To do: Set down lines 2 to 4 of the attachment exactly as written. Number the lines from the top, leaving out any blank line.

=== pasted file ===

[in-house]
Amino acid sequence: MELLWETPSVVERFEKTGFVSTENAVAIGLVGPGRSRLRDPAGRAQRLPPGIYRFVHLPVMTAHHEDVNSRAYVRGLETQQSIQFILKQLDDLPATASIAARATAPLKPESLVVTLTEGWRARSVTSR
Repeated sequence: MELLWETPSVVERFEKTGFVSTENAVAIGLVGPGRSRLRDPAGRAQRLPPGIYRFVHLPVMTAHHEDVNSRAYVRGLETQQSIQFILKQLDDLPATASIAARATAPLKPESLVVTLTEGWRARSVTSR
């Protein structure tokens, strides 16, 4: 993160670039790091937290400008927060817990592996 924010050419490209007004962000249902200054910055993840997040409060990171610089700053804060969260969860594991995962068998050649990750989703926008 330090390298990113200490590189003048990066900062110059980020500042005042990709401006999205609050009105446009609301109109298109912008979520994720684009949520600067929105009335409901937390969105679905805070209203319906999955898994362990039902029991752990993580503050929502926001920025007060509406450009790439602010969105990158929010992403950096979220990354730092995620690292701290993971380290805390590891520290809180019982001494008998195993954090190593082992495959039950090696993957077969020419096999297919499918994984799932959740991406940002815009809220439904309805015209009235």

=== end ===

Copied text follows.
Amino acid sequence: MELLWETPSVVERFEKTGFVSTENAVAIGLVGPGRSRLRDPAGRAQRLPPGIYRFVHLPVMTAHHEDVNSRAYVRGLETQQSIQFILKQLDDLPATASIAARATAPLKPESLVVTLTEGWRARSVTSR
Repeated sequence: MELLWETPSVVERFEKTGFVSTENAVAIGLVGPGRSRLRDPAGRAQRLPPGIYRFVHLPVMTAHHEDVNSRAYVRGLETQQSIQFILKQLDDLPATASIAARATAPLKPESLVVTLTEGWRARSVTSR
């Protein structure tokens, strides 16, 4: 993160670039790091937290400008927060817990592996 924010050419490209007004962000249902200054910055993840997040409060990171610089700053804060969260969860594991995962068998050649990750989703926008 330090390298990113200490590189003048990066900062110059980020500042005042990709401006999205609050009105446009609301109109298109912008979520994720684009949520600067929105009335409901937390969105679905805070209203319906999955898994362990039902029991752990993580503050929502926001920025007060509406450009790439602010969105990158929010992403950096979220990354730092995620690292701290993971380290805390590891520290809180019982001494008998195993954090190593082992495959039950090696993957077969020419096999297919499918994984799932959740991406940002815009809220439904309805015209009235």